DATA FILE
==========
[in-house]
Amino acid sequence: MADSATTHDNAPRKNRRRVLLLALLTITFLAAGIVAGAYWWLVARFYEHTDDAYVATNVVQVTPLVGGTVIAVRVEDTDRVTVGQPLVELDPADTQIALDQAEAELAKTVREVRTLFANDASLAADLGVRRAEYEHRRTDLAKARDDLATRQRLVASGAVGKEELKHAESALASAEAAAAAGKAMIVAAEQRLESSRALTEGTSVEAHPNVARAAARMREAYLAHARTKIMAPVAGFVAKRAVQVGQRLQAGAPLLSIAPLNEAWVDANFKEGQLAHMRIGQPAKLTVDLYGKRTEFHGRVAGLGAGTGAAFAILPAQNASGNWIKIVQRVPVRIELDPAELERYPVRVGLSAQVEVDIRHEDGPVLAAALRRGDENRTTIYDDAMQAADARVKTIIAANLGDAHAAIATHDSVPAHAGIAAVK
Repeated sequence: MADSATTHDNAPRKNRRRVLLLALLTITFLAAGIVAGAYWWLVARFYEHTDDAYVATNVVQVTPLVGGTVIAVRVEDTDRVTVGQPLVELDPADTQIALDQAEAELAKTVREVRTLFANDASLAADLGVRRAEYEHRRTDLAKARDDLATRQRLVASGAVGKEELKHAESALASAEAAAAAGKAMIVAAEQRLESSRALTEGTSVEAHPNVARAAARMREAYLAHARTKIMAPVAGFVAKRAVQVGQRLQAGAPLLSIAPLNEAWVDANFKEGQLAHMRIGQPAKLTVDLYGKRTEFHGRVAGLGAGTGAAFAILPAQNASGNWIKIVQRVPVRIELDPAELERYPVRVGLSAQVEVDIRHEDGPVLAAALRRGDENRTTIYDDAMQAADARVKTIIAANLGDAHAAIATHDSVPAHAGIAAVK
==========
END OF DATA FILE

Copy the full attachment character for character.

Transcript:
[in-house]
Amino acid sequence: MADSATTHDNAPRKNRRRVLLLALLTITFLAAGIVAGAYWWLVARFYEHTDDAYVATNVVQVTPLVGGTVIAVRVEDTDRVTVGQPLVELDPADTQIALDQAEAELAKTVREVRTLFANDASLAADLGVRRAEYEHRRTDLAKARDDLATRQRLVASGAVGKEELKHAESALASAEAAAAAGKAMIVAAEQRLESSRALTEGTSVEAHPNVARAAARMREAYLAHARTKIMAPVAGFVAKRAVQVGQRLQAGAPLLSIAPLNEAWVDANFKEGQLAHMRIGQPAKLTVDLYGKRTEFHGRVAGLGAGTGAAFAILPAQNASGNWIKIVQRVPVRIELDPAELERYPVRVGLSAQVEVDIRHEDGPVLAAALRRGDENRTTIYDDAMQAADARVKTIIAANLGDAHAAIATHDSVPAHAGIAAVK
Repeated sequence: MADSATTHDNAPRKNRRRVLLLALLTITFLAAGIVAGAYWWLVARFYEHTDDAYVATNVVQVTPLVGGTVIAVRVEDTDRVTVGQPLVELDPADTQIALDQAEAELAKTVREVRTLFANDASLAADLGVRRAEYEHRRTDLAKARDDLATRQRLVASGAVGKEELKHAESALASAEAAAAAGKAMIVAAEQRLESSRALTEGTSVEAHPNVARAAARMREAYLAHARTKIMAPVAGFVAKRAVQVGQRLQAGAPLLSIAPLNEAWVDANFKEGQLAHMRIGQPAKLTVDLYGKRTEFHGRVAGLGAGTGAAFAILPAQNASGNWIKIVQRVPVRIELDPAELERYPVRVGLSAQVEVDIRHEDGPVLAAALRRGDENRTTIYDDAMQAADARVKTIIAANLGDAHAAIATHDSVPAHAGIAAVK